In 1997, Studs Terkel wrote “Working,” a book describing what people did while at work. I love my work. So, I thought it might be fun to go over a day in the life of a veterinarian. I picked a day from last week. Here’s the play by play, leaving out the routine, but necessary vaccination appointments:
I arrive at the practice much later than usual – 10 a.m. It’s Thursday, my usual day off, but I’m working because I’m needed. I see that three “pocket pets” from a pet shop have been dropped off – a very tiny hamster the size of a golf ball, a black and white rat, and a budgie (parakeet) that is perching only on his right leg. His left leg hangs loose and is useless.
After treating Henry, a cat with an upper respiratory infection, Jeanane my assistant, tells me that my next appointment will be here in a few minutes.
I now check out Darla, a 3-year old Miniature Schnauzer. Darla has not been using her right rear limb for a few days, in spite of the fact that she is jubilantly bouncing off the wall with the excitement of being the center of attention. I find a painless “slipped disc” in her back causing a lameness in her hind limb. I decide to send her home with anti-inflammatory drugs and required rest.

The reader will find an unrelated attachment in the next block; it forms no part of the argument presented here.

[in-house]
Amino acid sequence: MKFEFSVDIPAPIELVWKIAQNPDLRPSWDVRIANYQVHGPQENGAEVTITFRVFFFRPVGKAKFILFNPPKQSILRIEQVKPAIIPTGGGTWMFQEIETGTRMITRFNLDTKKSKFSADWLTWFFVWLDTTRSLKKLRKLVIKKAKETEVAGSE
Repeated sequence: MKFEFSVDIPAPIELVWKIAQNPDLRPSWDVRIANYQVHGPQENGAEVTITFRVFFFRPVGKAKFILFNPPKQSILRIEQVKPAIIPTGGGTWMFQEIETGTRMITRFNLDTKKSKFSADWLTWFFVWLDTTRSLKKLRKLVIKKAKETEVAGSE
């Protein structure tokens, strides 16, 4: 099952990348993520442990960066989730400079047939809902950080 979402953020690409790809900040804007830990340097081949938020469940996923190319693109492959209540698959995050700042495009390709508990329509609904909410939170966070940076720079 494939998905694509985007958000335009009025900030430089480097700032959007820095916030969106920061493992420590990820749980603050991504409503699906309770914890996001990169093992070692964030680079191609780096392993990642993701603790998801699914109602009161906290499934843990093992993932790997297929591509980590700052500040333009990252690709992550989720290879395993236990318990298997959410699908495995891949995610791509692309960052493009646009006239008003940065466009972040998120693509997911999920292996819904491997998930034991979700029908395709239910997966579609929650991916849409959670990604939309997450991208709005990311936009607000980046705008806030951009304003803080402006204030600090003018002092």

My next appointment is Tom, an older, good-natured Boxer who is knuckling his hind toes over as he walks – usually a classic sign of spinal disease. My assistants take a quick digital X-ray we can submit to a radiologist over the Internet to get his opinion, even though the images look normal to me.
After a couple more vaccination appointments, I examine Matilda, a Portuguese Water Dog, who came in for a dental evaluation. It took an hour to sedate her, evaluate her mouth, and remove the tooth causing so much pain.
When re-checking Matilda, I noticed it was now already 3 p.m. Where has the day gone? And more importantly, where was lunch? After vaccinating an English Bulldog, brought in by an English Bulldog Rescue Group, I finally feel I have time to finally treat the three pocket pets. The cute little rat had a respiratory infection, the tiny hamster had diarrhea, and a small X-ray from our dental X-ray machine indicated the budgie had a fractured tibia. I prescribed antibiotics for the rat and hamster, to be placed in their drinking water, and applied a cotton swab-and-tape splint under gaseous anesthesia for the budgie.
There is more, but let’s stop here. This is just another typical day – if there is such a thing.